What does popcorn have to do with well-being? Well, when circumstances leave me feeling unbalanced or I’ve reached my threshold for absorbing negativity I need to crunch—my version of teeth gnashing. My favorite standby is popcorn and plenty of it! I may have thought more about my personal stress-reducing backup plans after reading this week’s TIME magazine article Plan Your Way to Less Stress, more Happiness. The article addresses survey findings that 25% of our happiness hinges on how well we’re able to manage stress. I gave it some thought. Popcorn is MY favorite stress-management tool, and although I don’t know that everyone consciously eats it to crunch away stress, statistics reveal that Americans do consume some 16 billion quarts of popcorn yearly– that’s 52 quarts per man, woman, and child.
I think I’m fortunate that I don’t have much of a sweet tooth and instead lean towards the salt-crunch-oil snack trifecta. Finger-food snacks like chips and cookies promise a brief period of feeling satisfied but are followed by an empty carbohydrate blood sugar free fall. Popcorn, on the other hand, is a whole grain containing a small amount of protein contributing satisfaction over a much longer period. And the good news for someone like me who cannot eat popcorn in small batches, it is favorably low in calories. Air-popped popcorn has only 31 calories per cup. Oil-popped only 55 per cup. So munch away!
We all battle stressful situations and some days-weeks-months are more stressful than others. Significant numbers of us also use food to soothe. So my encouragement along these lines is to be prepared! I typically stuff a hefty ziplock with popcorn, (already popped so that I’m not ingesting whatever the chemical equivalent of artificial butter or oil is in those microwave packets) and keep it with me at work. It’s easy to grab when something tempting is sitting on the counter calling my name.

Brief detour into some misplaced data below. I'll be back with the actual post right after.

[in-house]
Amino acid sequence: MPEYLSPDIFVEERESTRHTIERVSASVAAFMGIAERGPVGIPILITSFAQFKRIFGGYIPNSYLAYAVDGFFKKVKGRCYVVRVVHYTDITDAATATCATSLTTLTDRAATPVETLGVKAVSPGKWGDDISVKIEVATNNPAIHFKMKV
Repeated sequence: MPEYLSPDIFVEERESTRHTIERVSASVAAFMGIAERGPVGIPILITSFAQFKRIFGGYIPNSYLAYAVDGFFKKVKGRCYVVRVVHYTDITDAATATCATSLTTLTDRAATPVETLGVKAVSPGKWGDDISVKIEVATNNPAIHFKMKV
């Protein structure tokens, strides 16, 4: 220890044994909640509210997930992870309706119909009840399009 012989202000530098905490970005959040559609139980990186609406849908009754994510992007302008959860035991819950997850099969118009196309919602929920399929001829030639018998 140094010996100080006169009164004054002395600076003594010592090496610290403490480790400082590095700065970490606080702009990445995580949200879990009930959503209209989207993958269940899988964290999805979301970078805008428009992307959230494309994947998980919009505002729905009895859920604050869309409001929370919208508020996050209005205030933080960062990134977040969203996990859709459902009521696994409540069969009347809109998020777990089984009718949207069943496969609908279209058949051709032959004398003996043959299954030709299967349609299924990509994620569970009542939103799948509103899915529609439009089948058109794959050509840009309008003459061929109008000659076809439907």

Choosing what we personally need to operate a bit more balanced is indeed subjective, and popcorn may not do it for you, but try it anyway as just another healthy food item. And if you want to up the ante a bit on boosting health potential, toss it with a little cumin or turmeric. Although these spices contain less Scoville units than some of the spicier peppers, they still offer many capsaicin benefits, including the possibility of lowering blood pressure and positively affecting cholesterol. Better than salt, these spices will probably also take your mind off whatever was bothering you in the first place with a bit of a kick from the heat. You may also require more thirst quenching and who drinks enough water?